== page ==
How are social media platforms influencing mass opinion?
The existence of algorithms implemented by social media networks is not a secret. For those who are still unaware of their existence, it is a set of calculations that allow social networks to decide what content to show you and what you want to see. For some time now, the content you consume in timelines does not arise from the chronological order but depends on the interest you show in different topics or types of content and products that are advertised. Targeted content also depends on the usage patterns of your social media friends, the messages you exchange with them, and the content that they like and share. In this way, a chain reaction is generated, making any content go viral. The issue is that much of the viral content was devised to influence you and your circles in social networks.
The existence of an algorithm keeps users in a comfort zone in which they only read and consume what they are interested in or what they want to listen to so much so that they stop questioning any information that comes from specific sources. Some media publications take advantage of the comfort of social media users and bet on sensationalism and exaggeration to favor certain tendencies or merely generate more traffic. In a majority of the cases, they use the advertising tools of major social media platforms.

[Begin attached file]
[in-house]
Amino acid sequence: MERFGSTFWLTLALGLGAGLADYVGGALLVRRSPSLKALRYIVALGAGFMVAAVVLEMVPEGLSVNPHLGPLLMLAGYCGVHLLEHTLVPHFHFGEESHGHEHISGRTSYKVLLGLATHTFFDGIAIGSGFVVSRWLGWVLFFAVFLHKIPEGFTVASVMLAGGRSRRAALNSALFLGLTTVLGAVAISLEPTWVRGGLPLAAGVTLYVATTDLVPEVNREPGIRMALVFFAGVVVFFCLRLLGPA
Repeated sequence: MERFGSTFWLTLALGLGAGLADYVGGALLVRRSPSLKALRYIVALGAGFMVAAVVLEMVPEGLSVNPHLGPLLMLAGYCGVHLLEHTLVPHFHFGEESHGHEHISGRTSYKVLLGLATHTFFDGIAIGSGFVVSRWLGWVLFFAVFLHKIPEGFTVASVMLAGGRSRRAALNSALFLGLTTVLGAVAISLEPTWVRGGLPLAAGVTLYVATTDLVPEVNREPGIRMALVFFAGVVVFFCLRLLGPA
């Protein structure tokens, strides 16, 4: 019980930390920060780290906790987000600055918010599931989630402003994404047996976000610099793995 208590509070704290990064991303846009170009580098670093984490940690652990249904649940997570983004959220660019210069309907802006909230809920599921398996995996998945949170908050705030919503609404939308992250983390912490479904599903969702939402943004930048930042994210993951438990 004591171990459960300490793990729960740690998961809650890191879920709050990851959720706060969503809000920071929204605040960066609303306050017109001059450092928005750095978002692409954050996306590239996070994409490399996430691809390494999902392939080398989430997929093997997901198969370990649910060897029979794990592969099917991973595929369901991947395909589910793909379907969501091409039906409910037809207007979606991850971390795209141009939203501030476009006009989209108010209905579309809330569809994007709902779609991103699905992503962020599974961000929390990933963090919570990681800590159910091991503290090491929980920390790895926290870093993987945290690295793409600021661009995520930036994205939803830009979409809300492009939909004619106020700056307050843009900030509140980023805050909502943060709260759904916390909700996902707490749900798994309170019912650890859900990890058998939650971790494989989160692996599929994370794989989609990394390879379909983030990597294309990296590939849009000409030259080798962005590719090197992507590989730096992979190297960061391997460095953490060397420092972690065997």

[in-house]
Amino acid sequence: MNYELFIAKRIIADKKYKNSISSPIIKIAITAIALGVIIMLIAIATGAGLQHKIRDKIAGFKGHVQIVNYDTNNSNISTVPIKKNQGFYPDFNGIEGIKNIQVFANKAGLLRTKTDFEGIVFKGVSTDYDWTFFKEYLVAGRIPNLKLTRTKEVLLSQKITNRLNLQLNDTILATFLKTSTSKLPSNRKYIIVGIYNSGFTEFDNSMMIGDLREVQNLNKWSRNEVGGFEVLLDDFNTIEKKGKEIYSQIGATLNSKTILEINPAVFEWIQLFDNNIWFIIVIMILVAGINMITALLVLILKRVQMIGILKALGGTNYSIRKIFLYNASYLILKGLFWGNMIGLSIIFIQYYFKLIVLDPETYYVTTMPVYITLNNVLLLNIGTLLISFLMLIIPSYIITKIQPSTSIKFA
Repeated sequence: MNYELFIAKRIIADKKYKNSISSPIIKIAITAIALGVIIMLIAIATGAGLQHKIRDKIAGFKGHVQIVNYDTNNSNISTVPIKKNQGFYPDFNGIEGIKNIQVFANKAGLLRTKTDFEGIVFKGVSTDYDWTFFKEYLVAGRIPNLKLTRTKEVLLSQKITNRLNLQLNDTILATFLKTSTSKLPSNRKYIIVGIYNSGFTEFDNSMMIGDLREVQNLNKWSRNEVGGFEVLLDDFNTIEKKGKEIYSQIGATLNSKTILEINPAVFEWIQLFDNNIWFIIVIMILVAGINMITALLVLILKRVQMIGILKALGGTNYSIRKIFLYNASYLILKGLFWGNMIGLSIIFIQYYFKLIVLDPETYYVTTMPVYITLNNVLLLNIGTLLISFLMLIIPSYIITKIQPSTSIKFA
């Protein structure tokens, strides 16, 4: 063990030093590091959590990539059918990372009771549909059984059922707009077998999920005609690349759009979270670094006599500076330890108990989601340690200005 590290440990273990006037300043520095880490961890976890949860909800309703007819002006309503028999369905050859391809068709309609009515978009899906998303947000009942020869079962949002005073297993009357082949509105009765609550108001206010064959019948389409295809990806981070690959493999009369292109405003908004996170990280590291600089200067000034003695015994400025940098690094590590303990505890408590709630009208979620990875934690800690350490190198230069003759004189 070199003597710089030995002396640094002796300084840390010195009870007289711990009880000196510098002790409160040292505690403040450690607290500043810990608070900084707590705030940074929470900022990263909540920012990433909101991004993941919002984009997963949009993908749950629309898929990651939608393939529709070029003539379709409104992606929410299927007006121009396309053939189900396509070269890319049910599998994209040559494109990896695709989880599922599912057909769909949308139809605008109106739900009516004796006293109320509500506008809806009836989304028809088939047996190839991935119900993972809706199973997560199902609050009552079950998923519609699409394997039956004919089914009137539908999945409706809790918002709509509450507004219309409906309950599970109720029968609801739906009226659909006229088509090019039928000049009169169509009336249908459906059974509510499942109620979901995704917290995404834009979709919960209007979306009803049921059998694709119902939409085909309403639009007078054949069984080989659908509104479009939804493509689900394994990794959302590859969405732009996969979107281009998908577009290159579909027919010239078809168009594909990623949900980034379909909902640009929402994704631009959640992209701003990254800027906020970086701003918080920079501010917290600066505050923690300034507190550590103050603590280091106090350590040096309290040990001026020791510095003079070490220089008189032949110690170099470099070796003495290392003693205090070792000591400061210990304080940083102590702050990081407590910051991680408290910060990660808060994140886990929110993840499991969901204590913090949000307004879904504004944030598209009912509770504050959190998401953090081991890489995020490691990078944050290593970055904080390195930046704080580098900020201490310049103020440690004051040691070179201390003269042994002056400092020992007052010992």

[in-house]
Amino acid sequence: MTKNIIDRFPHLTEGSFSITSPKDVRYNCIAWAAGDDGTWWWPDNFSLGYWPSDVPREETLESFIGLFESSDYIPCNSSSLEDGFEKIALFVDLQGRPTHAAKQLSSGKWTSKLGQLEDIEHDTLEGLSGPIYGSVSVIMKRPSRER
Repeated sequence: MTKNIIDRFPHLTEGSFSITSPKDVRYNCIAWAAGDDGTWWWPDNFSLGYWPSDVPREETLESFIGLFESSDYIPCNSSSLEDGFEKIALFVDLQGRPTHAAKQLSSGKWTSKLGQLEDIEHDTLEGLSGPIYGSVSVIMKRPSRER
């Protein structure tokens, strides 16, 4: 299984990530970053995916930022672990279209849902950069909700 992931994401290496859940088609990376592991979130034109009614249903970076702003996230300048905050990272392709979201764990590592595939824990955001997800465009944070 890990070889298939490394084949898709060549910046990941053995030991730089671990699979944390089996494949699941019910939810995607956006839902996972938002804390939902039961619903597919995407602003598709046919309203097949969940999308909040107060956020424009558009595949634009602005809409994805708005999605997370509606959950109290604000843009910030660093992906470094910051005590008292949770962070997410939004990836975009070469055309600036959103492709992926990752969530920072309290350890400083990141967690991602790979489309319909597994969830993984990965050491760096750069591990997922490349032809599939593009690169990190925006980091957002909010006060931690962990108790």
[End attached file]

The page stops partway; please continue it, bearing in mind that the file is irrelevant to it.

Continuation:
Rarely do we ask ourselves whether the news or the information we read on networks is the unbiased truth or a campaign to favor specific trends, much less if they are part of an agenda aimed at influencing our thinking. That is why fake news and sensationalism are playing a fundamental role in the popular views of people. They increasingly respond to the emotional rather than the rational.
Social media and the youth
Social media platforms and youth is at this point where we must reflect on the influence it can have on the development of the personality of a teenager who is likely to spend much time on the internet. If it influences adults so profoundly, imagine the impact on young people. We do not realize that the personality of many young people is shaped by moral positions, ideology, and opinions that social networks sell them.
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According to a study by the independent website, of the almost 2.8 million adolescents aged 12 to 17 who have Internet access in Spain, more than 495,300 (18.2%) show symptoms of addiction. Additionally, the study found that these symptoms are slightly more common among children aged 12 to 14 (18.83%) than among those aged 15 to 17 (17.56%).